Raoul writes in the lawsuit, “Upon information and belief, Chad Hampton displayed the swastikas in view of Johnson’s property because of the swastika’s historical and present-day association with white supremacist ideology and beliefs.”

Johnson took pictures of this offense also.

“Less than a month later, on October 19, 2020, Chad Hampton was arraigned on his misdemeanor charge. Within a week of the arraignment, the lynched effigy of Johnson appeared hanging from a tree next to Johnson’s property,” the claim reports.

Johnson first described the figure as a “Black dummy hanging by a noose from a tree.” He reported the offense on Monday, Oct. 26, to SPD, saying to Lt. Nevills, who had been following the case, he believes the man should be arrested and charged with a hate crime.

Nevills went to review the effigy on the Hamptons’ property and in the pictures taken by Johnson. 

Once there, he photographed the “dummy,” describing it as being a made of a “white rubber mask that had been painted black — similar to Johnson’s skin color,” and a curly black wig sprayed with specks of white to emulate Johnson’s “salt-and-pepper hair — a mixture of black, white, and gray.”

Photo of mock lynching Cheryl and Chad Hamptons house. (Photo: AG Kwame Raoul’s office)

The Attorney General’s office says seeing the mock lynching caused Johnson great distress,” as he “interpreted the figure as a threat on his life and his personal safety.”

Still, the Hamptons refused to take it down. 

Savanna Police Officer Cory Drowns went to speak to Cheryl about the “dummy” and she said she had put it up herself. When Drowns asked about the Confederate flag waving on their property, she doubled down on owning it and having the right to hoist it.

“Cheryl Hampton also told Officer Drowns that she would file a harassment suit against Johnson if his complaints continued,” the complaint reveals.

The next day, even the town’s chief executive came to reason with the two about the “hanging figure.” Lt. Nevills brought Mayor Lain to the residence and noticed another Confederate flag in the window facing Johnson’s home and with the words “nigger” scribbled on the glass.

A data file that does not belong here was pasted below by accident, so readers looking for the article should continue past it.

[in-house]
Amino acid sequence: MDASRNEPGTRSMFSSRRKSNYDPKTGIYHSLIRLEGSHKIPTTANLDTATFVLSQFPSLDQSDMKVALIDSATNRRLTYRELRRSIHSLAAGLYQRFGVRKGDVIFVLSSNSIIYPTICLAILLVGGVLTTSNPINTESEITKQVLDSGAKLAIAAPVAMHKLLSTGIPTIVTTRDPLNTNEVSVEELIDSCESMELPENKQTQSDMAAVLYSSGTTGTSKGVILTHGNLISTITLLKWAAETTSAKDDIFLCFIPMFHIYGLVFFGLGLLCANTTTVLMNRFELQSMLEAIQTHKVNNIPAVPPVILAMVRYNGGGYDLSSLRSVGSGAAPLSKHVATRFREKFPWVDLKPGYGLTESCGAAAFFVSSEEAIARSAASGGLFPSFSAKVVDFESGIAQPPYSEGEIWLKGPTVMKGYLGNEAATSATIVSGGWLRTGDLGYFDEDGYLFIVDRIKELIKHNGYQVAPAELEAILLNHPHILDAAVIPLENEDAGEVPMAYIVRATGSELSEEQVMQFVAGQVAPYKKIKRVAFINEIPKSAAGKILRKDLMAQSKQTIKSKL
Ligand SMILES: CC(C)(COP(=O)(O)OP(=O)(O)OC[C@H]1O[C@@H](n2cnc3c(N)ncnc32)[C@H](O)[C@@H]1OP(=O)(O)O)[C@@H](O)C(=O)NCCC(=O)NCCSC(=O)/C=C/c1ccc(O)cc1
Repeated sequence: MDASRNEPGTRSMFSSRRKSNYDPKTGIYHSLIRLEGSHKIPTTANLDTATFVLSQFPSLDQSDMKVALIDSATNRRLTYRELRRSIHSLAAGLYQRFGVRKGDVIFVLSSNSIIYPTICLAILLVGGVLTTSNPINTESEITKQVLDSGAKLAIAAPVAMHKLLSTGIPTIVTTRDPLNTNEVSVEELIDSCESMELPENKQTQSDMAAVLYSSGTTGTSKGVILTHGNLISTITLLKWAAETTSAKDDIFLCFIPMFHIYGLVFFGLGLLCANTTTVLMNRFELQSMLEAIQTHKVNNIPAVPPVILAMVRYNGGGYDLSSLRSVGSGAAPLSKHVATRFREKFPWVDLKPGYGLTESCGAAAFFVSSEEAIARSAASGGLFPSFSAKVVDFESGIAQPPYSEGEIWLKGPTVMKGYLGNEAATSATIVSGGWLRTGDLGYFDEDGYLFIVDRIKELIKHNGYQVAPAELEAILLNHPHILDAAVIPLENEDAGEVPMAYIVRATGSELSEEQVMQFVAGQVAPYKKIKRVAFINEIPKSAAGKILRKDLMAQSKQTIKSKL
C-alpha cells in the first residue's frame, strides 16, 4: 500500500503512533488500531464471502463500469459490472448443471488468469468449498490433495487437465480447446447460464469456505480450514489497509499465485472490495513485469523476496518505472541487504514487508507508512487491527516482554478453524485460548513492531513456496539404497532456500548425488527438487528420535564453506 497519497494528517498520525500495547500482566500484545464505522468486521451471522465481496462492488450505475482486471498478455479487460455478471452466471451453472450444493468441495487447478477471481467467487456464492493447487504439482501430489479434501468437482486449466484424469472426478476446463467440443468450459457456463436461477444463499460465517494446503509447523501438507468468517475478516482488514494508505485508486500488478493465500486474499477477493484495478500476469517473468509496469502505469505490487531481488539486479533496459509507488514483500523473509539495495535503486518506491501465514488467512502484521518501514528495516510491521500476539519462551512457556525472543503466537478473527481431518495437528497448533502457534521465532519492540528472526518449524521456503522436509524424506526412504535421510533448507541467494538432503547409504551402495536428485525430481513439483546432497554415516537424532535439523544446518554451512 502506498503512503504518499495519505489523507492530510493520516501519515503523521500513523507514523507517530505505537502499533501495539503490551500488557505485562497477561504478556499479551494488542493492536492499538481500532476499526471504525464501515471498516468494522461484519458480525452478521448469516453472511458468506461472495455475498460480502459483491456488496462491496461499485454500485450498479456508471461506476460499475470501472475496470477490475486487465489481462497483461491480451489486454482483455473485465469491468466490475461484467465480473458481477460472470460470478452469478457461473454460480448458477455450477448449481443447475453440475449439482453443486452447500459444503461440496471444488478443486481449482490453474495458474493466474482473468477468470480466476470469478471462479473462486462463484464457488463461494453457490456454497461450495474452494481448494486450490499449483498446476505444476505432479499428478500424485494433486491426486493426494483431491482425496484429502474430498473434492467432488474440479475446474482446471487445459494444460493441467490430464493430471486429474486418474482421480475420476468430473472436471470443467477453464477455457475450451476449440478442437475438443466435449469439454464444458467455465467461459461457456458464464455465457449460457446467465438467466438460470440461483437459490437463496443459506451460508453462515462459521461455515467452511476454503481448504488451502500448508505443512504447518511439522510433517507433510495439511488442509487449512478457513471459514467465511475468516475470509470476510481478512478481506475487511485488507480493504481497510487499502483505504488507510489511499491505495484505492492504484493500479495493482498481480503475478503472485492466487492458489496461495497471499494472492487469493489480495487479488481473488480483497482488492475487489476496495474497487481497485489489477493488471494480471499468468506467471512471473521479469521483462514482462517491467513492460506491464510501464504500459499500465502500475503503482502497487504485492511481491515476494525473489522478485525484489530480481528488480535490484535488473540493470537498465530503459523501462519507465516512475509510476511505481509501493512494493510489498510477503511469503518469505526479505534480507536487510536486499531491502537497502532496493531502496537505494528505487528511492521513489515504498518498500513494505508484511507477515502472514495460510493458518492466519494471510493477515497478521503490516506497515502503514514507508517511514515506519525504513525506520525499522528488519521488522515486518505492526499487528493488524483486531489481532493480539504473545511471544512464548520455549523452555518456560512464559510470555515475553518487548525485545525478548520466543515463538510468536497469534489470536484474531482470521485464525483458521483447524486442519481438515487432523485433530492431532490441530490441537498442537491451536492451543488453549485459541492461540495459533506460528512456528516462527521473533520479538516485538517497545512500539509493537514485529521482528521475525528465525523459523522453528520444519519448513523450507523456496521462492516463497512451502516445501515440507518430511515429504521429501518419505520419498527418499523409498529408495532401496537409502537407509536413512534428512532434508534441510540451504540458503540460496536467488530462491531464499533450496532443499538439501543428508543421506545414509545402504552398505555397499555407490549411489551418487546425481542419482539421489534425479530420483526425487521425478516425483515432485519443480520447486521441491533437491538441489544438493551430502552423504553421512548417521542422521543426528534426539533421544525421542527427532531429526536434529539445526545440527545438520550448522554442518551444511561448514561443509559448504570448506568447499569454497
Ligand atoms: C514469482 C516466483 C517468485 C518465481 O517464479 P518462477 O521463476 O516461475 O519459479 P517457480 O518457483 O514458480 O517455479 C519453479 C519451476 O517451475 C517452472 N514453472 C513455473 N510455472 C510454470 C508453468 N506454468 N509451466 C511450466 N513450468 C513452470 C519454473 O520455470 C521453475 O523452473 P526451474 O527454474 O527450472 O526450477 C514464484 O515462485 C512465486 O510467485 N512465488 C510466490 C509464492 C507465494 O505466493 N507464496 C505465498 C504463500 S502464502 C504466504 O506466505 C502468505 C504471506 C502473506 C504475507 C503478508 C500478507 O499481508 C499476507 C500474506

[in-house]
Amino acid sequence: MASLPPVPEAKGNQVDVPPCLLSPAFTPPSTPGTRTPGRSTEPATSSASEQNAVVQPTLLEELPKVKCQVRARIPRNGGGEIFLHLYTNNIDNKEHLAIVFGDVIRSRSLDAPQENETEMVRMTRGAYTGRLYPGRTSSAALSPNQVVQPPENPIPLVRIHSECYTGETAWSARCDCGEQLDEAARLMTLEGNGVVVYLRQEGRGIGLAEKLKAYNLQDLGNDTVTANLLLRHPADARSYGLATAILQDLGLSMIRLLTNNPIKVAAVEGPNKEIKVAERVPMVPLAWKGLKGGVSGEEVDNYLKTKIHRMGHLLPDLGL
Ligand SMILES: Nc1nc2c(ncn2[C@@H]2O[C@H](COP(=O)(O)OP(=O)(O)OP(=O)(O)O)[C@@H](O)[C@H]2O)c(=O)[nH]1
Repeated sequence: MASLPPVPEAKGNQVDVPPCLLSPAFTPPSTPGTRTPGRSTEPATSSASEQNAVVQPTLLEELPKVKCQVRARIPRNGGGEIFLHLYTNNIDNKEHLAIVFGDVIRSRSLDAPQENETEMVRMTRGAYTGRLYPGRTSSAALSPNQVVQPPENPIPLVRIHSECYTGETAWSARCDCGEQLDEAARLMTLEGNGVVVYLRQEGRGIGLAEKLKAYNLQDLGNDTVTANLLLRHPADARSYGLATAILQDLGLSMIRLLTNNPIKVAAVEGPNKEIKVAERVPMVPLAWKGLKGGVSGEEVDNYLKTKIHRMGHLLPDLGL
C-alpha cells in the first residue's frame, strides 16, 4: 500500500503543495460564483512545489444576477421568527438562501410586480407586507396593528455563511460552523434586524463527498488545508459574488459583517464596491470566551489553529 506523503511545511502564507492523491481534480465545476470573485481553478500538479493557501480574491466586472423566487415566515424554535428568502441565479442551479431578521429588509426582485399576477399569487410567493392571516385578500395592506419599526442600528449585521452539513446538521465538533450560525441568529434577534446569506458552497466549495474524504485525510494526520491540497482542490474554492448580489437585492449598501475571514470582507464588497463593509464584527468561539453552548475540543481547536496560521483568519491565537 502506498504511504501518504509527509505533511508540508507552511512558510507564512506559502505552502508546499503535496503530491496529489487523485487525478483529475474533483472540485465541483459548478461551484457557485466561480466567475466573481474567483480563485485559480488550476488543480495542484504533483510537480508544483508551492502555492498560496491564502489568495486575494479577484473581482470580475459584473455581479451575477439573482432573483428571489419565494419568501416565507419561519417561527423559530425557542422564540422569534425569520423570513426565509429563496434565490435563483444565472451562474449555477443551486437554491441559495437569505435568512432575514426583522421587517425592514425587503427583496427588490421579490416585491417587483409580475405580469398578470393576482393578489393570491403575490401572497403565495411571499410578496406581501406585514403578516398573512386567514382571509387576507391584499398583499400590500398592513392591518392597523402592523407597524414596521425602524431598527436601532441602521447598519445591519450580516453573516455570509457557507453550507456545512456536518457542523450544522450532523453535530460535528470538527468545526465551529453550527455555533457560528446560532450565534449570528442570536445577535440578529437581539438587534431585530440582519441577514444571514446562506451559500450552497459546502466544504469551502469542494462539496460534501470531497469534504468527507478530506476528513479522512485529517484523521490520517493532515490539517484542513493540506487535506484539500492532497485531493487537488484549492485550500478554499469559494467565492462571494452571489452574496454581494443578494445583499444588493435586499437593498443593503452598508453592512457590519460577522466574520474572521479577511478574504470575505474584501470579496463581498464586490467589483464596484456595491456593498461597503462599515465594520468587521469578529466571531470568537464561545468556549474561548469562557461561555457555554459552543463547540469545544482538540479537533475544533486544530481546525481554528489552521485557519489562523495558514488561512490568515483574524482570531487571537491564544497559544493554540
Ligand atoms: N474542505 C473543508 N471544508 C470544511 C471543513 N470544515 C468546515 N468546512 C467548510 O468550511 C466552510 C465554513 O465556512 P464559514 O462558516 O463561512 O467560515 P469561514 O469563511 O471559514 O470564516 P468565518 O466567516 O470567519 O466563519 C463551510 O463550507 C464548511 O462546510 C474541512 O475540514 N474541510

Hamptons family Confederate flag in window with N-word scrawled on window. (Photo: AG Kwame Raoul’s office)

The mayor asked Cheryl why the figure was hanging from the tree and she responded, “she was tired of Johnson complaining about everything she and her son do.” 

The woman told the lieutenant and mayor the “dummy” was a Halloween prop, but the officer acknowledged the “dummy” was hanging by a noose from a tree, a lynching. In an effort to reason or compromise with the woman, the officer asked her to change the tree the figure was hanging from and to buy paint to change the perceived race of the effigy. She still refused, claiming she was upset that her son missed work to handle the court dates based on Johnson’s complaints.

Finally, Cheryl was placed under arrest for harassment of a witness on Tuesday, Oct. 27. The officers believe because the act was in retaliation to Johnson’s complaints and the case was ongoing, she was trying to intimidate the key witness impacting her son’s fate.

According to the lawsuit, “Officer Lawson and Lt. Nevills took custody of the figure as evidence of the criminal charge against Cheryl Hampton. The size and weight of the figure required two adults to work together to safely take it down.”

“Based on the size, weight, and location where the figure had been hung, Lt. Nevills believed that Cheryl Hampton could not have hung it by herself. At that time, Cheryl Hampton was approximately 5’2” tall and 65 years old,” it stated.

On Sunday, Nov. 1, Chad filed a complaint against Lt. Nevills for property damage after he “cut down the hanging figure from the tree outside his home.”

Johnson addressed the ordeal in a press release shared by the attorney general, saying, “I looked out of my new home at a Black-faced mannequin shackled and lynched on a tree branch, the N-word scrawled upon a window and swastikas. Our American flag was replaced with their Confederate flag. Have we not come any farther than this?”

Johnson believes this hate crime case, one advocating for the protection of his civil rights, will be a milestone act: “This lawsuit is about tearing off the shackles that still restrain us to this day. It’s about never giving up on the mission of our United States Constitution. We, as a nation, are better than this.” 

Each of the Hamptons’ other criminal cases, the weed spraying in July and the witness intimidation charge, remain pending. Neither family member has made a statement about this case.